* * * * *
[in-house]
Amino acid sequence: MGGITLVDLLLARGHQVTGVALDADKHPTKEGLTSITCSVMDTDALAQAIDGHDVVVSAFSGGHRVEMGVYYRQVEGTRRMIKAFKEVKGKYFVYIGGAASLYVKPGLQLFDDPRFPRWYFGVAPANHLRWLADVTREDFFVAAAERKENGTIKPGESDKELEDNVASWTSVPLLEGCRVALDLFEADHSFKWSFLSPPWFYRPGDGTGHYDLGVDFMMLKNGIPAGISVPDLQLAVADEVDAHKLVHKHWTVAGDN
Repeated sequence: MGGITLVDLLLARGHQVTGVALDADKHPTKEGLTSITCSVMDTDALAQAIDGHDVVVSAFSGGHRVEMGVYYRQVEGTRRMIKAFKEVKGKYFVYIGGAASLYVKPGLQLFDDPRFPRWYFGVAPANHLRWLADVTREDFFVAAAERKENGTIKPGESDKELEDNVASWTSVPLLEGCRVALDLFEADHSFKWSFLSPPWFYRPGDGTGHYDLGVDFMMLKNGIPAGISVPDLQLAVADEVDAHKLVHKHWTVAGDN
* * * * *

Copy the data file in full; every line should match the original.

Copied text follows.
[in-house]
Amino acid sequence: MGGITLVDLLLARGHQVTGVALDADKHPTKEGLTSITCSVMDTDALAQAIDGHDVVVSAFSGGHRVEMGVYYRQVEGTRRMIKAFKEVKGKYFVYIGGAASLYVKPGLQLFDDPRFPRWYFGVAPANHLRWLADVTREDFFVAAAERKENGTIKPGESDKELEDNVASWTSVPLLEGCRVALDLFEADHSFKWSFLSPPWFYRPGDGTGHYDLGVDFMMLKNGIPAGISVPDLQLAVADEVDAHKLVHKHWTVAGDN
Repeated sequence: MGGITLVDLLLARGHQVTGVALDADKHPTKEGLTSITCSVMDTDALAQAIDGHDVVVSAFSGGHRVEMGVYYRQVEGTRRMIKAFKEVKGKYFVYIGGAASLYVKPGLQLFDDPRFPRWYFGVAPANHLRWLADVTREDFFVAAAERKENGTIKPGESDKELEDNVASWTSVPLLEGCRVALDLFEADHSFKWSFLSPPWFYRPGDGTGHYDLGVDFMMLKNGIPAGISVPDLQLAVADEVDAHKLVHKHWTVAGDN